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Friday, 16 November 2012

The Hatred of Women

The Maternal death rate in the Republic of Ireland is 6 out of every 100,000 live births. We are among the lowest maternal deaths in the world, being edged out by Estonia at 3 per 100,000. Our next door Neighbour of Britain has 12 per 100,000.

Ireland kills women. Clearly.

Clearly we are murderous gogs and magogs whose backward, dark aged, neanderthals operating on theocratic dogma to enslave and destroy women through the most unholiest of weapons: childbirth.

Clearly we are every bit of the monsters the pro-abortion crowd calls us.

Even though we are not cynically using the tragic death of a talented young woman by septicemia to further our aggressive social engineering goals. Oh no, if we do that we wouldnt be monsters.

We'd be heroes. We'd be paragons of change. It doesn't matter that if abortion on demand where to be legalized the maternal death rate would almost certainly double. It doesn't matter that corrupted crisis pregnancy centers tell women not to inform their doctors that they had an abortion overseas and thus endanger them in future medical operations as their doctors are left ignorant of their full conditions. Why, it doesn't even matter, if women outright die from their abortions, so long as they can have them and less babies are brought into the world. Because that is freedom, we know what women's freedom is, we know what they want, of course we do, afterall we'd tell them what they want, we'd rail against any of them that espouse otherwise and silence their male allies as misogynistic, theocratic, would-be talibans. We'd know what a real woman wants, and those that don't want abortion further legalized, isn't really a woman, and it totally isn't objectifying for us to decide that. That totally wouldn't make us despicable, oppurtunistic, parasitic, misanthropes who would stoop so low to grasp upon the death of this woman with white knuckled fists and demand our agenda before we knew anything about the situation.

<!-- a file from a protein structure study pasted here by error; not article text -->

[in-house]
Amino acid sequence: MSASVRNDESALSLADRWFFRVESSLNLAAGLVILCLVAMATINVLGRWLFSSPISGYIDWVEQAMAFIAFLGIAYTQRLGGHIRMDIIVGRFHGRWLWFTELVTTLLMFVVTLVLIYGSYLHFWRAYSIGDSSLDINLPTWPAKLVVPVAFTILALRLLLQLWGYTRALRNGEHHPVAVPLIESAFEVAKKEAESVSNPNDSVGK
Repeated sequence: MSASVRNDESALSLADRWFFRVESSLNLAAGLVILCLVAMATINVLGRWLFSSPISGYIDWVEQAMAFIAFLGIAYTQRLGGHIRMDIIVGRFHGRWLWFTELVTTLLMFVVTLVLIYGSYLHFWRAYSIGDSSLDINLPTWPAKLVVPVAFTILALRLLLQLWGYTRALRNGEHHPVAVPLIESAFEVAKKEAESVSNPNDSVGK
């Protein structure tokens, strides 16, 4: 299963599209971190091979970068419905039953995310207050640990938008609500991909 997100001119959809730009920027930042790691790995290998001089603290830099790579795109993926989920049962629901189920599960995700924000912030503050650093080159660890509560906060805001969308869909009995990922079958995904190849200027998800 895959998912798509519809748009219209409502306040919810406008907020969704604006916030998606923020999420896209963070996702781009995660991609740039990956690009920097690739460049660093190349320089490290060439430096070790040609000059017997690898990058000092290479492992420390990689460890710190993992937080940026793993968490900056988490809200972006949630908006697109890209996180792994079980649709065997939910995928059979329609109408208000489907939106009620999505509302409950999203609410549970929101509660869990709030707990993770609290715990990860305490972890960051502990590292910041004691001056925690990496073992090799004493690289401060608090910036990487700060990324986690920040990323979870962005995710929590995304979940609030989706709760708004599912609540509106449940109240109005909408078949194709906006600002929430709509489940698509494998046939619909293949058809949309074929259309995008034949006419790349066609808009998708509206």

Before the inquiries investigate.

Before the Hospital releases a full statement regarding the matter and the doctors involved.

Before the president elect of India's Federation of Obsetetrics and Gyneacologist societies expressed his thoughts acting on the miscarrying baby would have caused Savita to die two days earlier.

Wait, no, that wouldnt matter, as the abortion would have been performed. Then the death of Savita wouldnt have mattered at all even if it did cause her to die earlier.

Fancy that.

I apologise for the poison in this post but the death of Savita and the controversy blown up around me has caused me some introspective pain, and especially in light of my last post had these doctors stated their reasons for refusing the abortion on grounds that Ireland was a Catholic Country, strictly legally, they would have been at fault. But I didn't know enough about the case, no one outside of the operating rooms and the hospital itself does, to give a firm opinion on the matter, legal or personal. So I am not directing this post at Savita's distraught family, or the doctors of Galway University Hospital. I am directing it at the Pro-Abortion, and that's what they really are in the end, savages who are using Savita as so much ammunition to push their despicable designs on Ireland and my previous warnings about the Labour party in the Republic have come to fruition, as they as using this to push their pro-abortion agenda and risking the death of the current coalition government to achieve it.